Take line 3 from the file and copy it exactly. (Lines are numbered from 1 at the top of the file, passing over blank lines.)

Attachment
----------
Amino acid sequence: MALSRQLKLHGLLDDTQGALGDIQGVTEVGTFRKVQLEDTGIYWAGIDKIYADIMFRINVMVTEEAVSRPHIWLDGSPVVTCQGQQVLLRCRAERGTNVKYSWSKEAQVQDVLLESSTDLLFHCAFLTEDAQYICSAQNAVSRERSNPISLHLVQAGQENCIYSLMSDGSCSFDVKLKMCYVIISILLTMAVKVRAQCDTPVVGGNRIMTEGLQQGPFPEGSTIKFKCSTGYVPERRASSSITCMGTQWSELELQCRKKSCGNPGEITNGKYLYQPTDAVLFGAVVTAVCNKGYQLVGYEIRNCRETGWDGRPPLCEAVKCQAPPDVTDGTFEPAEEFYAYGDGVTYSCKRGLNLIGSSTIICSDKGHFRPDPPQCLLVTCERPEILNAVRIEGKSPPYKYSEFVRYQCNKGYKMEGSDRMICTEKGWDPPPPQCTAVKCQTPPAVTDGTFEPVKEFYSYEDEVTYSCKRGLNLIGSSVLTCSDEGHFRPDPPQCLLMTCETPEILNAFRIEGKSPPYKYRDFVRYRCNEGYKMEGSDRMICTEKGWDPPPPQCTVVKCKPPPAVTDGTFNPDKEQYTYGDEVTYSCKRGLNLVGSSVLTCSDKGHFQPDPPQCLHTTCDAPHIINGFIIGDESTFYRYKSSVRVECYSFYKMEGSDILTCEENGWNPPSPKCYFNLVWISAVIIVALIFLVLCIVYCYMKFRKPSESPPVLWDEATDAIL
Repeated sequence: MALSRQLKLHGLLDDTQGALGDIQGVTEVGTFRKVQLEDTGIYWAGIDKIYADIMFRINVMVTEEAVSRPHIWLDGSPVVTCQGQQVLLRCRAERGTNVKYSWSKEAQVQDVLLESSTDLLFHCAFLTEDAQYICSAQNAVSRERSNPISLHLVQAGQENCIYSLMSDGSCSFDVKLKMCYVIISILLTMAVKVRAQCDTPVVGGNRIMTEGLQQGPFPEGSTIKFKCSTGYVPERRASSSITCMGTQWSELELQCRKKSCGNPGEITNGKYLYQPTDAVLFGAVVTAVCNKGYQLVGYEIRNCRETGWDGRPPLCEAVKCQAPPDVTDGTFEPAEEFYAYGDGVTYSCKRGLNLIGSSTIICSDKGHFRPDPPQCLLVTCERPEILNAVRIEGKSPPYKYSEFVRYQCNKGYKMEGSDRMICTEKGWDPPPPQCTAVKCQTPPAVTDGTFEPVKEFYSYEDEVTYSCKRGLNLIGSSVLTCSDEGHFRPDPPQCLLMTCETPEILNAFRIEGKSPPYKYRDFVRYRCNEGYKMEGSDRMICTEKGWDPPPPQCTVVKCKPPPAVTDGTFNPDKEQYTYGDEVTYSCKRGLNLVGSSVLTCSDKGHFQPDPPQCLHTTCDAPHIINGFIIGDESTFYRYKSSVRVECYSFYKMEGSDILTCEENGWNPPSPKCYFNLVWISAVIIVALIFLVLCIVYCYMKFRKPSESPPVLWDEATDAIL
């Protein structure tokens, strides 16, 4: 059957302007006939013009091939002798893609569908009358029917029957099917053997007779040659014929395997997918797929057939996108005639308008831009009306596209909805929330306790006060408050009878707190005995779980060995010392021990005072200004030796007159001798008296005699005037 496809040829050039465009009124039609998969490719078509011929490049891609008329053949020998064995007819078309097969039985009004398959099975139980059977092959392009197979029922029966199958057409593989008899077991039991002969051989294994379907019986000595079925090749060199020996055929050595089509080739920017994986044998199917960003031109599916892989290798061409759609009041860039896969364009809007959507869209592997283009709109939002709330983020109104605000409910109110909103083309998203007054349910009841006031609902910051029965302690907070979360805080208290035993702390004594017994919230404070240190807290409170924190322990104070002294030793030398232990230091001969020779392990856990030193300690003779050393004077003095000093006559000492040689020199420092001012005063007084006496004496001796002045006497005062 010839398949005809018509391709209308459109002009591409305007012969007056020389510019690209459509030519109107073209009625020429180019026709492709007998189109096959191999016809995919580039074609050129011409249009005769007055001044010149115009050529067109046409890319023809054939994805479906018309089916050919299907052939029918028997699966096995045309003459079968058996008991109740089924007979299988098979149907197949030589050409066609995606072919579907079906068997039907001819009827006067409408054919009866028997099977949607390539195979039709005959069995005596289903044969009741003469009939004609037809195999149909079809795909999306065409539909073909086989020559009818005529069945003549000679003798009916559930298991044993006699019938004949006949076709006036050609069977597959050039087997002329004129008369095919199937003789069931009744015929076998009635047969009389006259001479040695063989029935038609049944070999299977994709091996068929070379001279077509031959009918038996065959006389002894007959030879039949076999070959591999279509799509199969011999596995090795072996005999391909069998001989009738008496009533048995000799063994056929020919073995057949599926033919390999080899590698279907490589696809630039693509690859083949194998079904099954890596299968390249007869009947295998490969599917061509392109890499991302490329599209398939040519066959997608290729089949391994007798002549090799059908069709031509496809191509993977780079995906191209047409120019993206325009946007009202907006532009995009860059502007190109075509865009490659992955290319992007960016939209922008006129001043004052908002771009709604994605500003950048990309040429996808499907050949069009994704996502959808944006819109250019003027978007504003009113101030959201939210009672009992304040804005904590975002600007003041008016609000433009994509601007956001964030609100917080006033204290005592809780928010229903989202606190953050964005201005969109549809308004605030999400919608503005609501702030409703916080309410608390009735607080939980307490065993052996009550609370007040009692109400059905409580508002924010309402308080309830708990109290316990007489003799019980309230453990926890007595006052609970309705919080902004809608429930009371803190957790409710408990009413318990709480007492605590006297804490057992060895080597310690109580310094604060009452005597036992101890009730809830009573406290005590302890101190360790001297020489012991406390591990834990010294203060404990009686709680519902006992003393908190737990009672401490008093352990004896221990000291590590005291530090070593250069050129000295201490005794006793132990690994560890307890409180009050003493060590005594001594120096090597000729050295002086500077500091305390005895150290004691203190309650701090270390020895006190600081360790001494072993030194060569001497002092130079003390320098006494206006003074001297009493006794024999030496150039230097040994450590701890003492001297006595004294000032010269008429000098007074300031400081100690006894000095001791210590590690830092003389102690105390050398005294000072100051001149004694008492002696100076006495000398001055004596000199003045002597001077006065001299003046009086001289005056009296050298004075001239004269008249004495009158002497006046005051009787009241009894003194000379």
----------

């Protein structure tokens, strides 16, 4: 059957302007006939013009091939002798893609569908009358029917029957099917053997007779040659014929395997997918797929057939996108005639308008831009009306596209909805929330306790006060408050009878707190005995779980060995010392021990005072200004030796007159001798008296005699005037 496809040829050039465009009124039609998969490719078509011929490049891609008329053949020998064995007819078309097969039985009004398959099975139980059977092959392009197979029922029966199958057409593989008899077991039991002969051989294994379907019986000595079925090749060199020996055929050595089509080739920017994986044998199917960003031109599916892989290798061409759609009041860039896969364009809007959507869209592997283009709109939002709330983020109104605000409910109110909103083309998203007054349910009841006031609902910051029965302690907070979360805080208290035993702390004594017994919230404070240190807290409170924190322990104070002294030793030398232990230091001969020779392990856990030193300690003779050393004077003095000093006559000492040689020199420092001012005063007084006496004496001796002045006497005062 010839398949005809018509391709209308459109002009591409305007012969007056020389510019690209459509030519109107073209009625020429180019026709492709007998189109096959191999016809995919580039074609050129011409249009005769007055001044010149115009050529067109046409890319023809054939994805479906018309089916050919299907052939029918028997699966096995045309003459079968058996008991109740089924007979299988098979149907197949030589050409066609995606072919579907079906068997039907001819009827006067409408054919009866028997099977949607390539195979039709005959069995005596289903044969009741003469009939004609037809195999149909079809795909999306065409539909073909086989020559009818005529069945003549000679003798009916559930298991044993006699019938004949006949076709006036050609069977597959050039087997002329004129008369095919199937003789069931009744015929076998009635047969009389006259001479040695063989029935038609049944070999299977994709091996068929070379001279077509031959009918038996065959006389002894007959030879039949076999070959591999279509799509199969011999596995090795072996005999391909069998001989009738008496009533048995000799063994056929020919073995057949599926033919390999080899590698279907490589696809630039693509690859083949194998079904099954890596299968390249007869009947295998490969599917061509392109890499991302490329599209398939040519066959997608290729089949391994007798002549090799059908069709031509496809191509993977780079995906191209047409120019993206325009946007009202907006532009995009860059502007190109075509865009490659992955290319992007960016939209922008006129001043004052908002771009709604994605500003950048990309040429996808499907050949069009994704996502959808944006819109250019003027978007504003009113101030959201939210009672009992304040804005904590975002600007003041008016609000433009994509601007956001964030609100917080006033204290005592809780928010229903989202606190953050964005201005969109549809308004605030999400919608503005609501702030409703916080309410608390009735607080939980307490065993052996009550609370007040009692109400059905409580508002924010309402308080309830708990109290316990007489003799019980309230453990926890007595006052609970309705919080902004809608429930009371803190957790409710408990009413318990709480007492605590006297804490057992060895080597310690109580310094604060009452005597036992101890009730809830009573406290005590302890101190360790001297020489012991406390591990834990010294203060404990009686709680519902006992003393908190737990009672401490008093352990004896221990000291590590005291530090070593250069050129000295201490005794006793132990690994560890307890409180009050003493060590005594001594120096090597000729050295002086500077500091305390005895150290004691203190309650701090270390020895006190600081360790001494072993030194060569001497002092130079003390320098006494206006003074001297009493006794024999030496150039230097040994450590701890003492001297006595004294000032010269008429000098007074300031400081100690006894000095001791210590590690830092003389102690105390050398005294000072100051001149004694008492002696100076006495000398001055004596000199003045002597001077006065001299003046009086001289005056009296050298004075001239004269008249004495009158002497006046005051009787009241009894003194000379």